Just because it’s a mudroom does not mean it has to be a disaster! As homeowners, we understand how tricky it can be to keep your mudroom neat and tidy. After all, mess seems to be a part of this space’s DNA.
Got mail? Just throw it on the table. Dirty shoes and boots? They go on the mat. Coats? Toss ‘em in the closet. Keys? …Oh god, where are the keys?
No matter how clean and well-organized your mudroom is at the beginning of the day, things sure do go south quickly. Dogs, kids, husband, wife, teenagers, we’re all to blame. Through no fault of your own, a mudroom can quickly turn into a mess room. It might seem as though your entryway is the Bermuda Triangle.
Keeping it Together: The Mudroom Edition
We know that keeping a neat mudroom can be a major pain. Fortunately, we have a few ways to help make it easier. Check out our list of mudroom organizational storage tips below. We can’t clean up after the dog and kids for you, but at least we can help you keep the clutter from taking over your life! Read on to find out more.
For smaller mudrooms and foyers, it’s not always practical or even possible to keep a closet full of coats. Maybe you have limited space, and that overstuffed closet is taking up valuable real estate.
Sort your coats by season, and only hang the ones that are appropriate for the current moment. Take your out-of-season coats and store them in flat Tupperware containers under a bed, in the garage, or in the basement, then switch them out as the temperature cools off. To make the most out of your “brand new” closet space, use hanging closet organizers to store shoes, hats, scarves, and mittens in their own individual sleeves. When summer comes around, you can clear the evidence of winter away and bring out the warm-weather must-haves, like caps, sunglasses, sunscreen, and flip-flops.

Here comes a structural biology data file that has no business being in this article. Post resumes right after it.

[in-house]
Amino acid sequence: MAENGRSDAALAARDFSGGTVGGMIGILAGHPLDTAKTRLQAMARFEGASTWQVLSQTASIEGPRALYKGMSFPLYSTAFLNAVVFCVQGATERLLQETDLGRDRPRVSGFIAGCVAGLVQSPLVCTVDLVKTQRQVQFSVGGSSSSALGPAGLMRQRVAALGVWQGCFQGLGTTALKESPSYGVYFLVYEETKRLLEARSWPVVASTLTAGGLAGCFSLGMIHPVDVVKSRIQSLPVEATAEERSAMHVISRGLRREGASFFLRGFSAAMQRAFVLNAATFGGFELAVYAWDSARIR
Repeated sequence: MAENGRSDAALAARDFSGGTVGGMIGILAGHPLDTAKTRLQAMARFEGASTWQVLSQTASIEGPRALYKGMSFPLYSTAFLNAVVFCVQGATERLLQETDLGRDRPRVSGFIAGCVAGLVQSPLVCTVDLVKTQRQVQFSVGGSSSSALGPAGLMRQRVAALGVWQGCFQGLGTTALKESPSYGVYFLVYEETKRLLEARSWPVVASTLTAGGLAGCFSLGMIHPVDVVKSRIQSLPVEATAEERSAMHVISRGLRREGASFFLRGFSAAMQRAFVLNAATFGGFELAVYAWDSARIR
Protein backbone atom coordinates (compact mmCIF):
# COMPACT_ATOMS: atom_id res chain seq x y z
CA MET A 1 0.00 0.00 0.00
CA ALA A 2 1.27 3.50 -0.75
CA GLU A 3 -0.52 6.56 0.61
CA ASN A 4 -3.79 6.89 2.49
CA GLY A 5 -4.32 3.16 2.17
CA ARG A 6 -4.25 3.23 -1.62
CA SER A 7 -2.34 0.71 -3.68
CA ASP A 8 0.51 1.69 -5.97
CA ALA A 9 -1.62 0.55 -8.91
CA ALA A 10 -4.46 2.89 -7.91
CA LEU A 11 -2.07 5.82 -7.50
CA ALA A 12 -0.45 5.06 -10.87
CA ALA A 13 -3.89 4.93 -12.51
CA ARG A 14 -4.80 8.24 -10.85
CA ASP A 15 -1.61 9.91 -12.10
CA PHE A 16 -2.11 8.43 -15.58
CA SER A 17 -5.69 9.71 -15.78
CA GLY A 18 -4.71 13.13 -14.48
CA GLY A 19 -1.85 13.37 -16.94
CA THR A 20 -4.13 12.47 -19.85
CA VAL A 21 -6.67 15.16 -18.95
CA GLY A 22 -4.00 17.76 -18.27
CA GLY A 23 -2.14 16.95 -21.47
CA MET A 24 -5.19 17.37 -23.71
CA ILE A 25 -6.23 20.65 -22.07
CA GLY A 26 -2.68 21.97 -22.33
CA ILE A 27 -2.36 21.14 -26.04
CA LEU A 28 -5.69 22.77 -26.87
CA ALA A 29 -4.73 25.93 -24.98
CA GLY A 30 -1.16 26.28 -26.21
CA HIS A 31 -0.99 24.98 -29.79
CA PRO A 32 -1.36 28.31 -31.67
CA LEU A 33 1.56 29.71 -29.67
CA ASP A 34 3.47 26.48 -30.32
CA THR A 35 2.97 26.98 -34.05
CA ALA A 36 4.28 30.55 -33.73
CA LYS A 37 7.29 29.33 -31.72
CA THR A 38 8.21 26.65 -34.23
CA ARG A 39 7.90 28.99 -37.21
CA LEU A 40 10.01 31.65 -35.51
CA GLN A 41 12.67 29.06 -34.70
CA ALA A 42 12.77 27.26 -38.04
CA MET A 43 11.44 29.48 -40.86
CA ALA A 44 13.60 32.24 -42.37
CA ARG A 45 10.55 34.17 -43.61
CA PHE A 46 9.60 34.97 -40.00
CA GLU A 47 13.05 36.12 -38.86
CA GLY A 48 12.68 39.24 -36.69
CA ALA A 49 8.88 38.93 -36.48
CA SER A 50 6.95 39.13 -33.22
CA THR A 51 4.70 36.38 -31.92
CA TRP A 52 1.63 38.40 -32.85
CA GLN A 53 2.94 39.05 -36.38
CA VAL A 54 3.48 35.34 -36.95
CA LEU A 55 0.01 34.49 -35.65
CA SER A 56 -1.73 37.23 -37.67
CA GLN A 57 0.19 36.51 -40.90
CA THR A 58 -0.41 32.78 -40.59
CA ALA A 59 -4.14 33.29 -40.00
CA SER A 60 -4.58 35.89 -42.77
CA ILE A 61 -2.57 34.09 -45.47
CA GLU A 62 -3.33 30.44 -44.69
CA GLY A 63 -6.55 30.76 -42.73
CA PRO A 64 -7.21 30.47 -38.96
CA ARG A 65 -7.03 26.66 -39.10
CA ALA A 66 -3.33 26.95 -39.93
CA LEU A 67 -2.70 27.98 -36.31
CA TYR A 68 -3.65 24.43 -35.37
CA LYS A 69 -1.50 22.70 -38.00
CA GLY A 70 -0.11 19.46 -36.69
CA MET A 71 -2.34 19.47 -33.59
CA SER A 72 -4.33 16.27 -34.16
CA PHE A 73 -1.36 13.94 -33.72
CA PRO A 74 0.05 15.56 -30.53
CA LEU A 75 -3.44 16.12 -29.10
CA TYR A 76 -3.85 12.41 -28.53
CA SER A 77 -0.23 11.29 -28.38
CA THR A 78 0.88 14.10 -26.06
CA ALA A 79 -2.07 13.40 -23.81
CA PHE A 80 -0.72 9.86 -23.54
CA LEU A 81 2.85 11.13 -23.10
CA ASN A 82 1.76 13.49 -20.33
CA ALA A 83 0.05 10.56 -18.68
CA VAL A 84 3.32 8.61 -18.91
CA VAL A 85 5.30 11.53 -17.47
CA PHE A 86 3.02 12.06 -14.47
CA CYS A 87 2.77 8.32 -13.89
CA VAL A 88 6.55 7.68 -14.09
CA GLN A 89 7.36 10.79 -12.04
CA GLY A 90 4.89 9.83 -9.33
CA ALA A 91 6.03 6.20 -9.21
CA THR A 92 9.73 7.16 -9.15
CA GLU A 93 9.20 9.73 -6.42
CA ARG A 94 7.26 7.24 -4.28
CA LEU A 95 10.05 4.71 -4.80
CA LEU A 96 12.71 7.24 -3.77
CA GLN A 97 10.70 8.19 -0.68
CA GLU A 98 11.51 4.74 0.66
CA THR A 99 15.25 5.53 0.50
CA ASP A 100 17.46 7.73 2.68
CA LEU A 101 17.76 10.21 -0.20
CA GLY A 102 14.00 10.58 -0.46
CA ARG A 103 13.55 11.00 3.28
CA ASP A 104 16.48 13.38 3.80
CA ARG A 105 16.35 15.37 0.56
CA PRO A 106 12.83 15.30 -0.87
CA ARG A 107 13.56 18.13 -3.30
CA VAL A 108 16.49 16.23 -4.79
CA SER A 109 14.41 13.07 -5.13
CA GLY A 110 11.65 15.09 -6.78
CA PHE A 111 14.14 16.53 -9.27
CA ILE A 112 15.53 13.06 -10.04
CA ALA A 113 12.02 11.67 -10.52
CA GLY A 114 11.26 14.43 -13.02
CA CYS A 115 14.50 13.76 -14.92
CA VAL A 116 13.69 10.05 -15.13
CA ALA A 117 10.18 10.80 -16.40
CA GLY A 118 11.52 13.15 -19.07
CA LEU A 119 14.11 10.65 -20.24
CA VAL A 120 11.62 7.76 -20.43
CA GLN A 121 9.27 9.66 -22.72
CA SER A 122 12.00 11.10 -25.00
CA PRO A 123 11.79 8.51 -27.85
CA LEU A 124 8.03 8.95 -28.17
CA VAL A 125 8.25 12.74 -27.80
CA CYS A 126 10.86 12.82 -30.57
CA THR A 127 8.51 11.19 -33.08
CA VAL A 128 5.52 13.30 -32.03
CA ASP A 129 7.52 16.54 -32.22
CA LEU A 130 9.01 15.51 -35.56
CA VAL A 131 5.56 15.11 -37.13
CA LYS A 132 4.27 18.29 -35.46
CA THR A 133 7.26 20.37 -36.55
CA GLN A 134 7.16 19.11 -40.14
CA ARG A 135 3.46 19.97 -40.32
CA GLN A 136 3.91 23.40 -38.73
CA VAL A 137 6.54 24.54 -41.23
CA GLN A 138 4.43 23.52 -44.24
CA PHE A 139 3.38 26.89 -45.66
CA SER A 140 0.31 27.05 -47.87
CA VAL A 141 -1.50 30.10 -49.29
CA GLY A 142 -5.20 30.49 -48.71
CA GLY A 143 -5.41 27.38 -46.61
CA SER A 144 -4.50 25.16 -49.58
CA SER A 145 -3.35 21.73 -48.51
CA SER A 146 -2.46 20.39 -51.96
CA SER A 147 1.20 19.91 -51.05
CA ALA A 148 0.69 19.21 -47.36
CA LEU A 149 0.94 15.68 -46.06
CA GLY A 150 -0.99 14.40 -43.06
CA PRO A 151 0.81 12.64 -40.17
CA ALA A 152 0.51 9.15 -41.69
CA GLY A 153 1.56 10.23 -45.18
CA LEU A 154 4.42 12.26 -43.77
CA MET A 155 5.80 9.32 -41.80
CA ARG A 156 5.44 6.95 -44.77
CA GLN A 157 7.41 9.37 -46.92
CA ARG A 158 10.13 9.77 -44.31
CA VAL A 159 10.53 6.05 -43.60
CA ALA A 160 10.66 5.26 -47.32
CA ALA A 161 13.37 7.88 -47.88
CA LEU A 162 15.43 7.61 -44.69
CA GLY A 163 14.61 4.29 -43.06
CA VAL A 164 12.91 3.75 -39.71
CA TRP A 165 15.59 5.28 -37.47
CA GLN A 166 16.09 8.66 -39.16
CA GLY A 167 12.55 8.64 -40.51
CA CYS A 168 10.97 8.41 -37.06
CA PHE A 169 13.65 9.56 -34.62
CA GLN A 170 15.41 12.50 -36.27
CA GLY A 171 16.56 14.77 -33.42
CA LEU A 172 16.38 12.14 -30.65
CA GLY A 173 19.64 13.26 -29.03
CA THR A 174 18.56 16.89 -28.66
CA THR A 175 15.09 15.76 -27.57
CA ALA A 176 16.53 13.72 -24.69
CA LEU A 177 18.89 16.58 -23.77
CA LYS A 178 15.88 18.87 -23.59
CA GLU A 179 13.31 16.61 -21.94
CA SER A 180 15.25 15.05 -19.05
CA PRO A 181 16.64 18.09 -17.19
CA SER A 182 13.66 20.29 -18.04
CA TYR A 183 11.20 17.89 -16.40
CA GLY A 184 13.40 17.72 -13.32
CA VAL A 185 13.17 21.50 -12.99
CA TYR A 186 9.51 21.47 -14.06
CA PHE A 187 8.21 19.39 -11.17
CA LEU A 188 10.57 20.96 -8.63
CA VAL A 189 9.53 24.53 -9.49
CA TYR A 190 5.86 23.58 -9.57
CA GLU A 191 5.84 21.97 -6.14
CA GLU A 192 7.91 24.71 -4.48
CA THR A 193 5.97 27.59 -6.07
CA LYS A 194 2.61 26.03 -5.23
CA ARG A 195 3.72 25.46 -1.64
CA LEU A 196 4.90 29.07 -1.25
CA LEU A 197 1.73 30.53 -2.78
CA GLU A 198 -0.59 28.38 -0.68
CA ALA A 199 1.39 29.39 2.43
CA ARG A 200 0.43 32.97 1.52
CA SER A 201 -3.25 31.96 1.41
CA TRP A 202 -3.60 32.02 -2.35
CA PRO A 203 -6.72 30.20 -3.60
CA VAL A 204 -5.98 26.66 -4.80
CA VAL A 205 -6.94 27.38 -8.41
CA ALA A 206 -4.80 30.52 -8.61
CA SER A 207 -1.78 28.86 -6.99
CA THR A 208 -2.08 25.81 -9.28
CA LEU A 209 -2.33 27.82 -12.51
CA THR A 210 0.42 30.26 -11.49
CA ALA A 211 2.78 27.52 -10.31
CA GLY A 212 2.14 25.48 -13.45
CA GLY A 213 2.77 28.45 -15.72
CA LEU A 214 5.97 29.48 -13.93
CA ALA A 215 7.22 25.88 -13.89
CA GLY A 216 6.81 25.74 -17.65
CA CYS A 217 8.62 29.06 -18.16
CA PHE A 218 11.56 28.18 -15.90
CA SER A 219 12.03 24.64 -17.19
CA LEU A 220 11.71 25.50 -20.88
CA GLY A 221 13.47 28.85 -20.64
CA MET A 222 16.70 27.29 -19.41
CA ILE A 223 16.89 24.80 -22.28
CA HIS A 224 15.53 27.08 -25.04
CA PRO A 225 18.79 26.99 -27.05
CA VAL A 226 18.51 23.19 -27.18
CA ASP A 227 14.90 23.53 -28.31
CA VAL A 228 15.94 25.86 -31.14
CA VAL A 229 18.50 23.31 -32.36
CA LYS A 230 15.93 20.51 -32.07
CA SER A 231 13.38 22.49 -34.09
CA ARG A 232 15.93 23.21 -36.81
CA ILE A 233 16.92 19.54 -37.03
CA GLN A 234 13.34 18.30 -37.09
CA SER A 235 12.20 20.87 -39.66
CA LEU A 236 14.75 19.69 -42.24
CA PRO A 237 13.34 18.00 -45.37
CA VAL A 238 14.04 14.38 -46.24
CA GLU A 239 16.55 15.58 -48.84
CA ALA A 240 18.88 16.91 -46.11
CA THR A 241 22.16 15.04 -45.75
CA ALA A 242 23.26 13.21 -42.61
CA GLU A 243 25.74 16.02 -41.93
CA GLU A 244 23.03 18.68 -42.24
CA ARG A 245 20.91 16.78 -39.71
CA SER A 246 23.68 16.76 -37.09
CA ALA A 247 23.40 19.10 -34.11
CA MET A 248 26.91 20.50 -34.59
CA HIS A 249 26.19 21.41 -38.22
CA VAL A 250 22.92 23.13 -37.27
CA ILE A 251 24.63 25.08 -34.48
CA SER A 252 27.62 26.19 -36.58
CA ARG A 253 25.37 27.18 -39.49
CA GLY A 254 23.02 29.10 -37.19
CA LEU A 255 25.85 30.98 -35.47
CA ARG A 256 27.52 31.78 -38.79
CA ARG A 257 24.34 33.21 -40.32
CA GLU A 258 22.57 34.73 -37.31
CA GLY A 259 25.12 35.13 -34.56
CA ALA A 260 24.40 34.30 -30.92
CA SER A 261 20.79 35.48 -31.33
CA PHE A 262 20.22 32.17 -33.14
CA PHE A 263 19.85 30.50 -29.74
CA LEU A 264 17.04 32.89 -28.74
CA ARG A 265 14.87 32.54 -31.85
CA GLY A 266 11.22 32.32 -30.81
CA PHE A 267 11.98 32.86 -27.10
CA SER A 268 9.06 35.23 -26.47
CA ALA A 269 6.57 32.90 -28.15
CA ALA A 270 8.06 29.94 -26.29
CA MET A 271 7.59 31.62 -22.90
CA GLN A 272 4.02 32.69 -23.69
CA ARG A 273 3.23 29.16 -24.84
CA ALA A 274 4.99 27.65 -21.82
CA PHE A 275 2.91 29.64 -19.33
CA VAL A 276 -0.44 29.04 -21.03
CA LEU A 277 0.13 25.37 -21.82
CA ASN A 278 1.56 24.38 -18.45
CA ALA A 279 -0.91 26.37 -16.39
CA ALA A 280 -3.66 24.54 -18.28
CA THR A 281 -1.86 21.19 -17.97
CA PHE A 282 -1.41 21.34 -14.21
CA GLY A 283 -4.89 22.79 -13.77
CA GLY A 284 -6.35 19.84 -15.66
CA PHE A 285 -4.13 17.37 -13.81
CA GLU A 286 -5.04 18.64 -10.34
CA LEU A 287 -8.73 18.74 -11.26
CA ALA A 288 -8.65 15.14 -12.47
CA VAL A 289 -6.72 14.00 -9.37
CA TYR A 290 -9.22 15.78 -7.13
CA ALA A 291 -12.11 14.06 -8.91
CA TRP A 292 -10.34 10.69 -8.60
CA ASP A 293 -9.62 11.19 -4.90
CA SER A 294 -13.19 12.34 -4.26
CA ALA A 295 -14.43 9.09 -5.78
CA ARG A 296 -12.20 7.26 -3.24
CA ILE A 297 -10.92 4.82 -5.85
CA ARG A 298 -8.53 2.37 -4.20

Across the bottom of the closet, try installing a stacked shoe rack so you can stow away twice the footwear. A low set of shelves with cubbies also does the trick. Be sure to cycle in your seasonally appropriate gear as necessary, and you have yourself a well-organized mudroom closet.
Here’s another mudroom closet hack. But this time, instead of reorganizing the closet’s contents, we’re changing the concept of the space altogether. Taking the doors off your mudroom closet helps open up smaller spaces and makes them appear bigger and airier. Instead of a tension rod and hangers, install cubby shelving up top, coat hooks under that, and a bench storage unit below. This effectively disguises anything you want to hide while also providing a place to sit down while you’re getting their boots on or off.
This works best if you have a limited amount of stuff that you keep in your mudroom. It does offer a nice amount of storage both above and below, but be warned – if you’re not careful, the bench-top can easily become a catch-all drop zone. Then you’re back at square one!
If you’ve gotten into the habit of coming home and tossing your mail on the hall table, we might have a solution for you. Hang a cute little mail organizer just inside the door. It can be made of anything—printed fabric, metal wire, recycled wood slats, or anything else you can think of. Just be sure to take a moment when you get home to separate your bills, letters, and junk mail and toss them in the designated slot. It’s an easy way to stay organized and get ahead of the mail pile. Keep a small recycling bin underneath to toss the junk mail.
You Hold the Key
Ah yes, the elusive ring of keys. If you tend to throw the keys down on the table next to the piles of mail, try investing in a unique landing pad for your keys. This can be an ordinary wall-mounted unit with hooks or even something a little cooler and more modern, like a magnetic board. You can find a two-pack of cloud-shaped key magnets on Amazon for under $15. Cute and practical! You’ll never lose your keys again. Or at least, maybe not as often.
Need some fresh ideas for your mudroom? We’re here to help. For an amazing result and an easy-breezy process, call J.T. McDermott Remodeling today.
Brittany received her interior design degree in 2010 and recently earned her kitchen and bathroom certifications. She sees her job as much more than just picking out pretty colors and materials – it also involves exact measurements, plenty of planning, and determining how to have a space accurately reflect the lifestyle of its occupants.